In what has become something of an annual tradition, Disney (NYSE:DIS) is making it more expensive to visit its Disneyland theme park in California. The company announced that it will be raising the average ticket price by about 7%, though the increase will vary with the type of ticket. This follows similar price hikes at the Walt Disney World resort in Florida that went into effect in October.
It was just a year ago that the House of Mouse increased prices to its theme parks by up to 18%, while parking fees jumped by about 10%.
Let's take a look at the latest round of increases and what's behind them to see if Disney is going too far.
The magic's gonna cost you
Disney announced that it will be increasing prices on its single-day, multiday, and annual passes for Disneyland and the neighboring California Adventure Park in 2019. The prices, which took effect on Sunday, Jan. 6, will vary. The cost for a one-day value ticket is climbing to over $100 for the first time, an increase of about 7%, while a peak-admission, single-day entrance ticket jumped 10% to $149. The cost for annual pass holders is also going up, as the price of the most expensive annual pass will jump 23% to nearly $2,000. Parking is getting more expensive as well, jumping from $20 to $25 per day, an increase of 25%.
While it might seem counterintuitive, increasing the price of admission is about more than just lining Disney's pockets.
In recent years, visits to the company's popular theme parks have surged, and show no signs of slowing. The ticket-price increases are partly aimed at crowd control, as evidenced by Disney's move early last year to date-specific, variable ticket pricing, charging different amounts depending on the day of the week and even the month of the year. Those looking to visit on weekends and holidays pay a premium, while midweek visitors typically pay less.
Disney saw increased demand last year, partly the result of the recently opened Pixar Pier attraction at Disneyland and Toy Story Land in Walt Disney World, which both debuted in June 2018.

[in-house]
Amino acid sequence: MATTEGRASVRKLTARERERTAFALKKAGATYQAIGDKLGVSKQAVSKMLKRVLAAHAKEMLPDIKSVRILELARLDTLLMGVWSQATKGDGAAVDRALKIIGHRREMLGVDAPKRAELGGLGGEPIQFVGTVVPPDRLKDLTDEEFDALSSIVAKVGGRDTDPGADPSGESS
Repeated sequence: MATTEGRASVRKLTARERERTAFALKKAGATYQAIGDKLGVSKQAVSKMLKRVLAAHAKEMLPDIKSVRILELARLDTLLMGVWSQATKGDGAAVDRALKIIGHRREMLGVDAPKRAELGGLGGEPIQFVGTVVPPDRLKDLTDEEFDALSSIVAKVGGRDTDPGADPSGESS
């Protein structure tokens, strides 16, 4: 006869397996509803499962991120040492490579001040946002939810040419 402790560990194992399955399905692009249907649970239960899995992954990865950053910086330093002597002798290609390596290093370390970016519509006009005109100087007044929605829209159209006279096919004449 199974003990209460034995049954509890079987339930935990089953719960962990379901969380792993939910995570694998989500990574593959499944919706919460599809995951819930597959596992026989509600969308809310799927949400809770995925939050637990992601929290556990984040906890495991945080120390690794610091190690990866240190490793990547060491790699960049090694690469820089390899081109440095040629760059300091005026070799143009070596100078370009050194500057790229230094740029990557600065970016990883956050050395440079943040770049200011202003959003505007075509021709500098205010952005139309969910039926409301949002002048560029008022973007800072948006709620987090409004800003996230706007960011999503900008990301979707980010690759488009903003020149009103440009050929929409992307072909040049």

A Disney spokeswoman confirmed the strategy. "We continue to provide our guests with a variety of ticket offerings to meet their needs, while helping us to spread visitation, better manage demand and deliver a great experience," said Disneyland Resort representative Liz Jaeger.
Demand will continue to soar
The crowds will only increase in the coming months, as Disney unveils its long-awaited new attraction -- Star Wars: Galaxy's Edge -- later this year. The 14-acre, state-of-the-art area will debut at Disneyland in mid-2019, and at Disney's Hollywood Studios in Florida later this year. The centerpiece of each attraction will be a ride based on the storied Millennium Falcon, the spaceship that was piloted by fan favorite Han Solo in the Star Wars movies.
Disney CEO Bob Iger has called the launch the biggest "single-themed land expansion" ever for the company. The cost to build the new attraction is estimated to be in the neighborhood of $1 billion for the California development alone, with a similar price tag for Disney's Florida park. It will be money well spent, as park visits will likely surge, particularly among the Star Wars faithful.
With an estimated $2 billion being spent in upgrades, the rising prices will help fund these latest renovations, but will also boost Disney's profits. The surging demand and price hikes over the past year resulted in parks and resorts revenue that jumped 10% in fiscal 2018, and will likely make similar gains this year.
While an endless series of price hikes can backfire, Disney has proven to be immune thus far, as fans flock to the company's latest attractions. Even in the face of rising ticket prices, attendance has continued to soar, as Disney continues to add new attractions, providing even more reasons for its denizens to keep coming. As long as that trend continues, investors have a lot to look forward to.
Danny Vena owns shares of Walt Disney and has the following options: long January 2019 $85 calls on Walt Disney. The Motley Fool owns shares of and recommends Walt Disney. The Motley Fool has a disclosure policy.